The only financial goal that is not going well is my bill optimization goal. I have not thought of a bill to optimize and did not take much time to do that.

On the other hand, I am still not very happy about my health goals. My workouts are doing okay; I only missed two days (one sick and one without time). But my daily steps are still too low.

My overall health has declined this month. In particular, my back pain is back and worse than ever before. My knees are fine, but I have traded one problem for another. And the problem is the same as for everything else: time.

Currently, we are on a good track for our energy consumption. We should try to find extra measures to reduce it further, but it is already nice.

Our goals are going well, but I need to focus on my health.

FI Ratio

Here is the progress of our FI Ratio as of March 2024:

Our FI Ratio as of March 2024
Our FI Ratio as of March 2024

We have now reached 35% FI Ratio, which is nice! We have passed the 1/3 line.

We significantly increased our FI ratio thanks to the bonus and high savings this month. So far, this is the best start to the year we have ever seen. The next few months should be more standard with slower increases.

We finally reimbursed the withdrawal from our second pillar. This month, we transferred the 20,000 CHF remaining to the pension fund. We aim to start making voluntary contributions by the end of the year or early next year.

This year, this will not save us any taxes, but we can get back the withdrawal taxes we paid when buying the house.

Other than that, nothing special happened to our finances. Given the high increase in the USD value and the high value of my bonus, this gave us a nice increase in our FI net worth.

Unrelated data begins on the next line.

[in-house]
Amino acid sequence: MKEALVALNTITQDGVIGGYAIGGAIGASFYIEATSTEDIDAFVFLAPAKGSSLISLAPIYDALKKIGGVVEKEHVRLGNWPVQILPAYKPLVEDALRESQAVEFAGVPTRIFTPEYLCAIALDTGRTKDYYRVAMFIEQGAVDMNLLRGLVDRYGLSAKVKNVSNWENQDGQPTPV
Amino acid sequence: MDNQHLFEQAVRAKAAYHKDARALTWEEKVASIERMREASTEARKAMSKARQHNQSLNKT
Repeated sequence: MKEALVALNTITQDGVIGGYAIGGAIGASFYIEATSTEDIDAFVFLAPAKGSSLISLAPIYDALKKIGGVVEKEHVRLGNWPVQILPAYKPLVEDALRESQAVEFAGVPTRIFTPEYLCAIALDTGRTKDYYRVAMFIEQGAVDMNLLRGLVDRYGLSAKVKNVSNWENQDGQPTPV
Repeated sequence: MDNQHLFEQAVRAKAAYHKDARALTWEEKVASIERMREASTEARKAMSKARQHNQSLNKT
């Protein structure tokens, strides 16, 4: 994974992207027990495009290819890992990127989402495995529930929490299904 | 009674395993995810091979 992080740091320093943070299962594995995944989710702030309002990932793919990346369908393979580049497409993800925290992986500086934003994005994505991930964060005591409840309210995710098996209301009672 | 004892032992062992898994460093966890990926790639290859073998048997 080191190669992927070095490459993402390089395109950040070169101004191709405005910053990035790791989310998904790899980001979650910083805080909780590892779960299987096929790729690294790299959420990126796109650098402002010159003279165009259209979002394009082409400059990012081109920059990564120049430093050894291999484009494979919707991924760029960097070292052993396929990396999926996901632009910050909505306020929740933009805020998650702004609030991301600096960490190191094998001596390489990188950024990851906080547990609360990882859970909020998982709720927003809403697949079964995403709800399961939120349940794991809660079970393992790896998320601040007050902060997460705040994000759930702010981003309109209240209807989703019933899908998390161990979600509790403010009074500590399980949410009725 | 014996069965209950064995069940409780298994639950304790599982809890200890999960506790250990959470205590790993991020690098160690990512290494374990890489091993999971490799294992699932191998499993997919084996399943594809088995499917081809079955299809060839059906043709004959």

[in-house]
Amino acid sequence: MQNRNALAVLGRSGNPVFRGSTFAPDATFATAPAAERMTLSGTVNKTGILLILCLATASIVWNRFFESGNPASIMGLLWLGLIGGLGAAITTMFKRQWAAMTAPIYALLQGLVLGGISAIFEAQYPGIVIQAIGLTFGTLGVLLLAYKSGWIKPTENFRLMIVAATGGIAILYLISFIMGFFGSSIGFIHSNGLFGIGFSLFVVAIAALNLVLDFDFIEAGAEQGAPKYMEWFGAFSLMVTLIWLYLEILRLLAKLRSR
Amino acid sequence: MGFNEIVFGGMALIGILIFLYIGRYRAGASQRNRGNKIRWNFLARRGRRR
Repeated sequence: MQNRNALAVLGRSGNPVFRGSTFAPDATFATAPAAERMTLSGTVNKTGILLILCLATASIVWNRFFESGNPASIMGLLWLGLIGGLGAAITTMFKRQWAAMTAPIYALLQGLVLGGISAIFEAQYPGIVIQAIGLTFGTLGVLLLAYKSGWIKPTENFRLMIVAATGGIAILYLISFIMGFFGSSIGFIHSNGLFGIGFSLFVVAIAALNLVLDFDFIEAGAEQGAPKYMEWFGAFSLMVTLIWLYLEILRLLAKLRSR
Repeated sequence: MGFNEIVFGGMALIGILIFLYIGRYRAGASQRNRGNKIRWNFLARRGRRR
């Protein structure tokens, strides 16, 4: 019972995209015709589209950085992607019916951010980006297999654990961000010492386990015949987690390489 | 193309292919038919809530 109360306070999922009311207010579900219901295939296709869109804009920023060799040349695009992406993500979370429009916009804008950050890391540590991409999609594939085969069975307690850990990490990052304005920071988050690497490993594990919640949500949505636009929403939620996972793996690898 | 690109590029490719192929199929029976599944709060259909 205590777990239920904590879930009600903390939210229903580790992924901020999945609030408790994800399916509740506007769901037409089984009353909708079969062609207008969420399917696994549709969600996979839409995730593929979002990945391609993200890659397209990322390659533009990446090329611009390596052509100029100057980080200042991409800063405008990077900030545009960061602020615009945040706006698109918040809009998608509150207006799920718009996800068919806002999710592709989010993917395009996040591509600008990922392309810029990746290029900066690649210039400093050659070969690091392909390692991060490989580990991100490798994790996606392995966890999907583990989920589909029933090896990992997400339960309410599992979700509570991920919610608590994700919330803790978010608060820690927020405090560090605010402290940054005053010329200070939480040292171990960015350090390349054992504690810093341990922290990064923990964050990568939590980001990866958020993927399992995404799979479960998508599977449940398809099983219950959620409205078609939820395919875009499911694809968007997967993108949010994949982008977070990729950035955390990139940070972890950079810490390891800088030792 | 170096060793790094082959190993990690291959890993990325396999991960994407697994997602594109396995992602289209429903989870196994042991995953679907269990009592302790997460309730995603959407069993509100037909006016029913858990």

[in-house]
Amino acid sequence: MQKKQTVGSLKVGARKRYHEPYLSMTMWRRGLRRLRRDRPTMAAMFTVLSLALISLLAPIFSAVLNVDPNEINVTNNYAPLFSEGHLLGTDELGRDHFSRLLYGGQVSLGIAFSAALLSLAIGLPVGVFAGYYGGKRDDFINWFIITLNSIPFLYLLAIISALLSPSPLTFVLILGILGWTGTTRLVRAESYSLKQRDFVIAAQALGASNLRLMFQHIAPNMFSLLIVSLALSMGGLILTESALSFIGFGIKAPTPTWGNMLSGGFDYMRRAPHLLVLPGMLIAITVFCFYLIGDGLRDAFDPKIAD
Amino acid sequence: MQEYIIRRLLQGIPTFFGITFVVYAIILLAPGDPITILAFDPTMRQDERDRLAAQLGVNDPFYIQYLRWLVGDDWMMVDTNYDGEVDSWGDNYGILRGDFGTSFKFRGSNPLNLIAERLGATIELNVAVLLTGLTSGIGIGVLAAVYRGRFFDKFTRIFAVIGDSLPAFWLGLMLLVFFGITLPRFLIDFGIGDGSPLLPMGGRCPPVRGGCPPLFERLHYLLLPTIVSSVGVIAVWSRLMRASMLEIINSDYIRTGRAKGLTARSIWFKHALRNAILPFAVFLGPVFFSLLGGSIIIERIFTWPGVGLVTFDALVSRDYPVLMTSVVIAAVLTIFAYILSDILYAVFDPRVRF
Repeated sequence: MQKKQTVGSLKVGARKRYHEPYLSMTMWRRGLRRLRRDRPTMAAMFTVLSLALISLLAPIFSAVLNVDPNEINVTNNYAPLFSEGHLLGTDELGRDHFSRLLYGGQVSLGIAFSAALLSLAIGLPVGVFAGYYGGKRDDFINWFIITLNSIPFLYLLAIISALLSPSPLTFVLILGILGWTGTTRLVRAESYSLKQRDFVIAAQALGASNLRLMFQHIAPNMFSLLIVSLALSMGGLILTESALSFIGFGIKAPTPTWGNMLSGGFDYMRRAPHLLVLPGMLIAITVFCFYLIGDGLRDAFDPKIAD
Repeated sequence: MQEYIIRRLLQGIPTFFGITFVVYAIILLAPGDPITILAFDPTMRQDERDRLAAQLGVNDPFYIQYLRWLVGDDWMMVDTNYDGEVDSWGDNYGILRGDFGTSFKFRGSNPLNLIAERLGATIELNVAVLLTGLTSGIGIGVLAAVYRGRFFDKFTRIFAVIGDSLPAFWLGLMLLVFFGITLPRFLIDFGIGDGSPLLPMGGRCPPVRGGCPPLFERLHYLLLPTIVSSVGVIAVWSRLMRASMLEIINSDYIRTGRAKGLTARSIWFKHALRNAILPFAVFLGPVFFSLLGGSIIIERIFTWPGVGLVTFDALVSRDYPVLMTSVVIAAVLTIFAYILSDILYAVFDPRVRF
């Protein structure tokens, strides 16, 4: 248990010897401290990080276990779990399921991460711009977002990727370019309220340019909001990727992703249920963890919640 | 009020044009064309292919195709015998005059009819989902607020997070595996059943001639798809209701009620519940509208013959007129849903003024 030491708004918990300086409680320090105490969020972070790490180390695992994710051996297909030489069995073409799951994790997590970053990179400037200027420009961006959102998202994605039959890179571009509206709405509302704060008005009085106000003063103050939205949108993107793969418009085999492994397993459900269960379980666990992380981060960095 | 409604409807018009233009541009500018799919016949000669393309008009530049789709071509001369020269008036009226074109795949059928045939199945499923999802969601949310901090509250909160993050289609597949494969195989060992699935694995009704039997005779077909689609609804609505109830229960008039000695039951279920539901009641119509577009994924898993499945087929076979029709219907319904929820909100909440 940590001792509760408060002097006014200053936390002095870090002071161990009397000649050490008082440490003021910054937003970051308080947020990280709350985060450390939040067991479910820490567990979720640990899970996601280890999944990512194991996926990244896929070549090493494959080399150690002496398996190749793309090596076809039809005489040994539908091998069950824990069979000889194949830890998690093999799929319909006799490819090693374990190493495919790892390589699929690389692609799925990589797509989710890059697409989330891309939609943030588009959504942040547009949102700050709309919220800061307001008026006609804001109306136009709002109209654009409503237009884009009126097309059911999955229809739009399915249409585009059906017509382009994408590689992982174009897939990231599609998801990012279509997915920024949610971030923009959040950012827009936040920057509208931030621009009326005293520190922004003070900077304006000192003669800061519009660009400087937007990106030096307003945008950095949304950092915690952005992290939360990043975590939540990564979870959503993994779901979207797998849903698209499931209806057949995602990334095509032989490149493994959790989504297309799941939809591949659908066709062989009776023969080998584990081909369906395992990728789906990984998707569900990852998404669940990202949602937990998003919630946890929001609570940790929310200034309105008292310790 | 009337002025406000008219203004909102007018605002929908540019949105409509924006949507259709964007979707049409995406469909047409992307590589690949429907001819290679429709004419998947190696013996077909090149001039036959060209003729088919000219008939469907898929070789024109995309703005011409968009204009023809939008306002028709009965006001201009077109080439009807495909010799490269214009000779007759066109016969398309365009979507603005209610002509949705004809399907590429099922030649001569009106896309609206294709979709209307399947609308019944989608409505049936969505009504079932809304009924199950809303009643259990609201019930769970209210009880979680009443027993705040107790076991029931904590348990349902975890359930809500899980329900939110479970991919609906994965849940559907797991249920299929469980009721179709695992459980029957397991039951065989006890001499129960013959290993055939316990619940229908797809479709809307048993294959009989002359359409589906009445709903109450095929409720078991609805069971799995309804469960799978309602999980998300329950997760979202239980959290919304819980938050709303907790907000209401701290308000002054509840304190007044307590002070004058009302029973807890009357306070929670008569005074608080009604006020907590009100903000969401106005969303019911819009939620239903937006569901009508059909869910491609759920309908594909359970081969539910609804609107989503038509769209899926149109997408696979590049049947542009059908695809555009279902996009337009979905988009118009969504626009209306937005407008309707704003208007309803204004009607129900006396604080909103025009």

So, I am pleased about our progress towards Financial Independence.

The Blog

March 2024 was relatively standard for the blog. In the first half of the month, I finally had time (and motivation) to work on two projects I had wanted to do for a long time.

I created a new calculator: The Advanced Fire Calculator. This is a new version of the FIRE calculator (still available) with many more options, such as glidepath and Social Security. This includes all the features I have implemented in my simulator for articles. I am keeping both versions because the advanced version has many options and can be intimidating.

I also created a new spreadsheet: The Advanced Budget Spreadsheet. This has many more features than the old spreadsheet. Again, I am keeping both versions because the advanced version may be less straightforward. Thanks to Douglas, who motivated me to do so!

I am glad I could complete these two small projects, which had been on my list of tasks for a while. I had very little time for the blog in the second half of the month.

This month, the forum has been losing a lot of steam. I plan to keep this experiment going for a few months. But if activity does not pick up, I will need to find a way to reduce costs by stopping it or self-hosting it myself.

For next month, I have nothing special planned for the blog.

Next Month – April 2024

We have very little planned for April 2024. We will try to do something with my family, but nothing is set yet.

Financially, April 2024 should be a standard month, with nothing special for our finances.

What about you? How was March 2024 for you?

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Photo of Baptiste Wicht

Baptiste Wicht started in 2017. He realized that he was falling into the trap of lifestyle inflation. He decided to cut his expenses and increase his income. This blog is relating his story and findings. Since 2019, he has been saving more than 50% of his income. He made it a goal to reach Financial Independence. You can send Mr. The Poor Swiss a message here.